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Biomaterials. 2007 Mar;28(8):1470-9. Epub 2006 Dec 12.

Efficient differentiation of CD14+ monocytic cells into endothelial cells on degradable biomaterials.

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Department of Pathology and Laboratory Medicine, University Medical Center Groningen, Medical Biology Section, University of Groningen, Groningen, The Netherlands.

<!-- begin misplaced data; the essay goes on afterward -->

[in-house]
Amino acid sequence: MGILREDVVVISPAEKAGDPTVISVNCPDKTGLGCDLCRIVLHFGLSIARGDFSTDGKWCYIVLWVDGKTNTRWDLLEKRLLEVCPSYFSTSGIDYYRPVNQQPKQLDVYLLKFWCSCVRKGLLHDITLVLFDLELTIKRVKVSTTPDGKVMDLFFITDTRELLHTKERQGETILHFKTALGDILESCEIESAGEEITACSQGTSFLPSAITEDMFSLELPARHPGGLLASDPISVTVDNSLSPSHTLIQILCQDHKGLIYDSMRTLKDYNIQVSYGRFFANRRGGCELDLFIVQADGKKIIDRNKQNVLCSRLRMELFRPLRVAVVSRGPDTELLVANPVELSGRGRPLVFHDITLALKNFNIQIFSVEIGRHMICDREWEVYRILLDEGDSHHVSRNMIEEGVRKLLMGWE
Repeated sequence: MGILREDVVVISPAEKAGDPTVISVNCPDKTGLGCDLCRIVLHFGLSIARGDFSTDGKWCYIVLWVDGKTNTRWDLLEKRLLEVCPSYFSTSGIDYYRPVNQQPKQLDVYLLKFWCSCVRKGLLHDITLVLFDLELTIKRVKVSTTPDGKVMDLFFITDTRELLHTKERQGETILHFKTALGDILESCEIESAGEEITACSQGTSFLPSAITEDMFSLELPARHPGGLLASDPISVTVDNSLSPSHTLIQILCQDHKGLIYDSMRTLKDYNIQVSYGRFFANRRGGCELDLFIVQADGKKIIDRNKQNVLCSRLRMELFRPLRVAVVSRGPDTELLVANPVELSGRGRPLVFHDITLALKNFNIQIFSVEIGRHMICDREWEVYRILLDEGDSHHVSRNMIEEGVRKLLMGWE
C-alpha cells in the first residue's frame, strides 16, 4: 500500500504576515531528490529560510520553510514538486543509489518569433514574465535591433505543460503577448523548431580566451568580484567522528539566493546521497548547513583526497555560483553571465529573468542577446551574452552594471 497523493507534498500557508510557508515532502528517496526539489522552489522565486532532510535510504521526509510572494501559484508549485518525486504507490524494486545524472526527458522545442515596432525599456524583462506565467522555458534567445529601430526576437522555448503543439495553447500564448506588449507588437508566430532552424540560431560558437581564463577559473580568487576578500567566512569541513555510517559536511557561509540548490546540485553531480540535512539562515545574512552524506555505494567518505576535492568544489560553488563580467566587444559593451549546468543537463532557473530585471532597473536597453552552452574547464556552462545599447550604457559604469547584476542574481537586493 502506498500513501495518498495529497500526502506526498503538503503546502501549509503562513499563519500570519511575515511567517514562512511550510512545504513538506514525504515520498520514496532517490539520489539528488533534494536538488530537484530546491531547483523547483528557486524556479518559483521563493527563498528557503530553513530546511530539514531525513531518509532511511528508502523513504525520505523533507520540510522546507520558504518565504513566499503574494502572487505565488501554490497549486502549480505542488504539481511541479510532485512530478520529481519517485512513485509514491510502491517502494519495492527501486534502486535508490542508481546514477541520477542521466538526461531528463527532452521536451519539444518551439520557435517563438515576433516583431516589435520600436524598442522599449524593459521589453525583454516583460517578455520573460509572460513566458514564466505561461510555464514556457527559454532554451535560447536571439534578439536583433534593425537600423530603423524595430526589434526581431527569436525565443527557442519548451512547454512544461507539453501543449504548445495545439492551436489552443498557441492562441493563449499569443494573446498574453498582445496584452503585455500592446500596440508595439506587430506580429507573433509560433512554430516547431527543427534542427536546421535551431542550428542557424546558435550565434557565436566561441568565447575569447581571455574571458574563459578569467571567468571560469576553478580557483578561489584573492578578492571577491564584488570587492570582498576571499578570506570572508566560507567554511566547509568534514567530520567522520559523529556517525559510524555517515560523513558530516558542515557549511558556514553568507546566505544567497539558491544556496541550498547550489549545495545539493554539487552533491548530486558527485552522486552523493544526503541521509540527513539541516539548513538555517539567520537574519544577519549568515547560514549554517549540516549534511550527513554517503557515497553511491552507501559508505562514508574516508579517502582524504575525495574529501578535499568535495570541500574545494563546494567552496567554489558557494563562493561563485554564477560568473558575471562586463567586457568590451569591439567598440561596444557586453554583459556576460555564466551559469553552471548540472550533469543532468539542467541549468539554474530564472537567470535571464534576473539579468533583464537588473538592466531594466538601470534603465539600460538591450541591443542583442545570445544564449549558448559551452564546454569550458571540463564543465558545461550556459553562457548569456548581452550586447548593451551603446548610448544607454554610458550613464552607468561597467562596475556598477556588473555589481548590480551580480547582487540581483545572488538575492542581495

Vascular tissue engineering aims at creating self-renewing, anti-thrombogenic, vascular grafts, which can be based on endothelial progenitor cells (EPC). EPC harbor essential features such as plasticity and longevity. Unfortunately, the archetype CD34(+) EPC is rare in peripheral blood. Monocytes, i.e. CD14(+) cells also have the ability to differentiate into endothelial-like cells and are by far more abundant in peripheral blood than are CD34(+) EPC. Therefore, CD14(+) cells would seem appropriate candidates for tissue engineering of small-diameter blood vessels. In this study, we investigated the differentiation of CD14(+) cells on three biodegradable biomaterials under angiogenic conditions. Morphological analyses, gene transcript analyses, endothelial marker (i.e. VE-Cadherin and eNOS) and macrophage marker (i.e. CD68 and CD163) expression analyses, revealed that a small fraction (15-25%) of cultured CD14(+) cells differentiated into macrophages after 21 days of culture. The majority of CD14(+) cells (>75%) differentiated into endothelial-like cells (ELC) on all biomaterials used. The expression of endothelial markers was similar to their expression on HUVEC. Since CD14(+) cells are present in high numbers in adult peripheral blood, easy to isolate and because they easily differentiate into ELC on biomaterials, we conclude that CD14(+) cells are a suitable cell source for progenitor-based vascular tissue engineering.

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